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Strong Evidence that Gamers Re-spawn into Gamblers

by Dame de Coeur - May 16, 2017

The United Kingdom Gambling Commission (UKGC) was founded to implement the items outlined in the Gambling Act 2005 and since its inception it has had to grow and change to keep up with the challenges associated with spiralling technological developments. Has this been problematic? Yes. Are they fully in control of the situation yet? No. Will this issue be eradicated soon? Unlikely.
Now more than ever before in the history of gambling, UK citizens have unlimited access to gambling portals, making it entirely possible for them to gamble faster and therefore lose faster. The Gambling Commission have identified a growing trend in the links between: Esports, Virtual Currencies and Social Gaming and gambling which has the potential to become problematic. Whilst it may be a comfort to some parents to know that their child is safely installed in their bedroom upstairs playing games online – what may be less comfortable to note is the fact that recent studies have shown a strong link between gaming and gambling. It is the work of a moment for unregulated gambling companies to drive a 12 year old gamer to become a fully-fledged gambler.

In response to such virtual threats, the Esports Integrity Coalition (ESIC) was formed, appointing its first ever Esports Integrity Commissioner in July 2016 in the form of Ian Smith, who said in his inaugural statement, “There are many challenges ahead, but it is to esports’ credit that the industry is taking these steps in anticipation of a foreseeable problem, rather than in reaction to a crisis, which is the route taken by most traditional sports to date.” Perhaps it is with a heavy heart that the ESIC must surely acknowledge the “foreseeable problems” cited by Mr Smith are now the very problems looming large over the industry today, just short of 1 year later.

Nik Tofiluk, Executive Director of the UK Gambling Commission, recently identified several key factors giving rise to concerns that the line between gamer and gambler (minor or otherwise) is becoming increasingly difficult to distinguish. In an interview for the European Gaming and Betting Association (EGBA) last December he stated, “It is difficult to define eSports but for the purposes of our discussion paper, we use the term to describe the playing of computer games which can range from play by two individuals to playing in professional competitions.” Of the four key concerns he highlighted as in need of immediate scrutiny, one in particular stands out, “The potential for digital or virtual currencies to offer unregulated facilities for gambling, including betting services made available to minors.” In a world where even adults are vulnerable to the siren calls of gambling operators it is of vital importance that we steer our youngsters away from the ruinous rocks of the industry until they are old enough to map a safe course through themselves. This is perhaps easier said than done though.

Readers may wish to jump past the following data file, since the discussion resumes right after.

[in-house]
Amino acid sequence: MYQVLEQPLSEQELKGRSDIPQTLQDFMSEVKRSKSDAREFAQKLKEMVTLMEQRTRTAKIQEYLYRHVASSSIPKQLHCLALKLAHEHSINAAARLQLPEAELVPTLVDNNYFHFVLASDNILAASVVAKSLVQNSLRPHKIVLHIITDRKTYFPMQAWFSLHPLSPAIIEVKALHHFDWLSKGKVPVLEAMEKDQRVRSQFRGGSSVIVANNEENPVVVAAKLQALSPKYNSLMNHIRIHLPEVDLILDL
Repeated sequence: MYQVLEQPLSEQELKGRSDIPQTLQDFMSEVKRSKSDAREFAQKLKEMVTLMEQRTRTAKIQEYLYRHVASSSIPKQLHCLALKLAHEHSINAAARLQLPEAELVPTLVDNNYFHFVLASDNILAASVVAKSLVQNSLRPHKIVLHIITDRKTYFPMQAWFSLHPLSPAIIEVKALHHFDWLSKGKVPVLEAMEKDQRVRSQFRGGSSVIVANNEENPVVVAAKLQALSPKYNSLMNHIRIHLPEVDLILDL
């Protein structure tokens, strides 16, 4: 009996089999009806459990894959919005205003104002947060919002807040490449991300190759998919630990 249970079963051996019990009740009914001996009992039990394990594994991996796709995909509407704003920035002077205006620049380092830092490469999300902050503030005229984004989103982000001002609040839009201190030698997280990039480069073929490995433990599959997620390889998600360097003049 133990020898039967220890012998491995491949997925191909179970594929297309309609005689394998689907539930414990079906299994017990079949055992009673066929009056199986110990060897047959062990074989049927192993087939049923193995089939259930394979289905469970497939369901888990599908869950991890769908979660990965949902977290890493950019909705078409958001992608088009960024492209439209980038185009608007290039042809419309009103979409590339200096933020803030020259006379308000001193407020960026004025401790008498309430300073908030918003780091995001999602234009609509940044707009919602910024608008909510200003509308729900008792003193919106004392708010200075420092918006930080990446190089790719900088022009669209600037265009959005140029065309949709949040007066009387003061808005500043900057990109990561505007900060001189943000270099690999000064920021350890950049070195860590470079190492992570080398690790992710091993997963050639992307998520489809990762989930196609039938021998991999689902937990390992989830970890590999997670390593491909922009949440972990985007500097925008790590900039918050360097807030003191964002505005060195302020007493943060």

To uncover the solution to a problem it is, first of all, imperative that we understand the problem itself. The problem faced by the Gambling Commission – and hundreds of thousands of unwitting parents worldwide – is that video games are only becoming more popular. With their growing popularity they become more vulnerable to the seedier and greedier elements of the gambling underworld who wish to exploit them and the naïve teens – and sometimes even pre-teens – that play them – for their own financial gain. Absorbed in discovering their virtual worlds, taxed with neutralising threats and solving complex problems, our children are completely innocent of the fact that deeper and darker forces are working against them outside of their game. For every player, striving to complete a game through ceaseless hours of interaction with their monitor, you can be sure that there is an unlicensed casino employee, crouching predatorily in cyber space, just waiting to convert them from gamer to gambler.